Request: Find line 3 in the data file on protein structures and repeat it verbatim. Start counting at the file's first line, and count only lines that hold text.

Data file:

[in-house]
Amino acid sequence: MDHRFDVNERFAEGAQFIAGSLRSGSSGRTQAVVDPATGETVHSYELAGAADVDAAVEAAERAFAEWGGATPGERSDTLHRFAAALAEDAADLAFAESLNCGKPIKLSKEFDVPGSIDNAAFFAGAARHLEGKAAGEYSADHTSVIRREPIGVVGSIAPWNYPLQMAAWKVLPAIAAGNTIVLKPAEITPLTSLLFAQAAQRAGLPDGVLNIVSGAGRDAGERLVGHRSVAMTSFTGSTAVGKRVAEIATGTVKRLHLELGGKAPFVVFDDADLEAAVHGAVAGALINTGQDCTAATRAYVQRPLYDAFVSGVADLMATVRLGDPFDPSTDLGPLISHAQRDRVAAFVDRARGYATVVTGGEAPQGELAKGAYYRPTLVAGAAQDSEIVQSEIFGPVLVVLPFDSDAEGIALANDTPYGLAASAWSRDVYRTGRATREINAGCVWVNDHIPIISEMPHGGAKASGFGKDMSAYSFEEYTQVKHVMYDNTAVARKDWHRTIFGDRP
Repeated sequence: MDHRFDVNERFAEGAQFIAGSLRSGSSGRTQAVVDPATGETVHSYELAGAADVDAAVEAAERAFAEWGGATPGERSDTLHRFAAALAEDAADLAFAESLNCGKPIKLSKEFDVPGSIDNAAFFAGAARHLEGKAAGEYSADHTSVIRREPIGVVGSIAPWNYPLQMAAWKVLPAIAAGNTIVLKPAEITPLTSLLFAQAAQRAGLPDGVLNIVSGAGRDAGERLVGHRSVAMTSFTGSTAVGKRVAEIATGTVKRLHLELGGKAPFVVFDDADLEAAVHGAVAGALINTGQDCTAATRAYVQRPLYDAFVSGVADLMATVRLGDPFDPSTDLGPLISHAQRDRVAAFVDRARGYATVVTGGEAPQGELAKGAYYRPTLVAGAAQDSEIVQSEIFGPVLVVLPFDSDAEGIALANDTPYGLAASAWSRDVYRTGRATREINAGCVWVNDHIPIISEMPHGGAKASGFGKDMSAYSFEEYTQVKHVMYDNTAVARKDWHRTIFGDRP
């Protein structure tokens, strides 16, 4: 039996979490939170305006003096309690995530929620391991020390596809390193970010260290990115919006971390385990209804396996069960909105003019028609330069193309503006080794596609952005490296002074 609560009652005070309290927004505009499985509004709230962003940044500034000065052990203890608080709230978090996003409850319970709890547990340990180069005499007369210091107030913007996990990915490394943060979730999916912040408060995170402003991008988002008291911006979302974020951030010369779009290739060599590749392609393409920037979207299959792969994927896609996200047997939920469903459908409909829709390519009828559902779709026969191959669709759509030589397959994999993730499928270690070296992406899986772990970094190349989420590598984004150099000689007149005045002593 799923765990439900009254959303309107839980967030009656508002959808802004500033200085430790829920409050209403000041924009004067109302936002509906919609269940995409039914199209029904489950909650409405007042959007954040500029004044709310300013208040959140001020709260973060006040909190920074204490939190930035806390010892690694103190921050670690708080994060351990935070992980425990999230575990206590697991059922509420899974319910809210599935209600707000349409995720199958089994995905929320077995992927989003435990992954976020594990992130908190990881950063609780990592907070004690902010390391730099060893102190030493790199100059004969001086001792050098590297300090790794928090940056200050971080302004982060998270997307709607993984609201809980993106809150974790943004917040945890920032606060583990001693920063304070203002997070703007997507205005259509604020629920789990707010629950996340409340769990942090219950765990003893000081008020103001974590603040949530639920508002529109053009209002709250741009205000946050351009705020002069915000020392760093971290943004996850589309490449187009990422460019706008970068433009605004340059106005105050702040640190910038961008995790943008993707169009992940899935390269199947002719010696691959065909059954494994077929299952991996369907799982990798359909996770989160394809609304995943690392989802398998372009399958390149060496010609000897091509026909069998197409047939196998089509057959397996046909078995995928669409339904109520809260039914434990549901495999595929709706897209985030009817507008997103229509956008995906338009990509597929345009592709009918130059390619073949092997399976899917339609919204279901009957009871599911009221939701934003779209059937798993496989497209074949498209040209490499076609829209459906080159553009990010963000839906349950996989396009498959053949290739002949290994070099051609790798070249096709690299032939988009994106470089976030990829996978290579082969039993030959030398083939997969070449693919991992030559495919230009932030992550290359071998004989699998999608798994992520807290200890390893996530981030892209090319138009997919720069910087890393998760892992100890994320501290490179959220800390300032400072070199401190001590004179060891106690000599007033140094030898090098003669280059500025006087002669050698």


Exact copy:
Repeated sequence: MDHRFDVNERFAEGAQFIAGSLRSGSSGRTQAVVDPATGETVHSYELAGAADVDAAVEAAERAFAEWGGATPGERSDTLHRFAAALAEDAADLAFAESLNCGKPIKLSKEFDVPGSIDNAAFFAGAARHLEGKAAGEYSADHTSVIRREPIGVVGSIAPWNYPLQMAAWKVLPAIAAGNTIVLKPAEITPLTSLLFAQAAQRAGLPDGVLNIVSGAGRDAGERLVGHRSVAMTSFTGSTAVGKRVAEIATGTVKRLHLELGGKAPFVVFDDADLEAAVHGAVAGALINTGQDCTAATRAYVQRPLYDAFVSGVADLMATVRLGDPFDPSTDLGPLISHAQRDRVAAFVDRARGYATVVTGGEAPQGELAKGAYYRPTLVAGAAQDSEIVQSEIFGPVLVVLPFDSDAEGIALANDTPYGLAASAWSRDVYRTGRATREINAGCVWVNDHIPIISEMPHGGAKASGFGKDMSAYSFEEYTQVKHVMYDNTAVARKDWHRTIFGDRP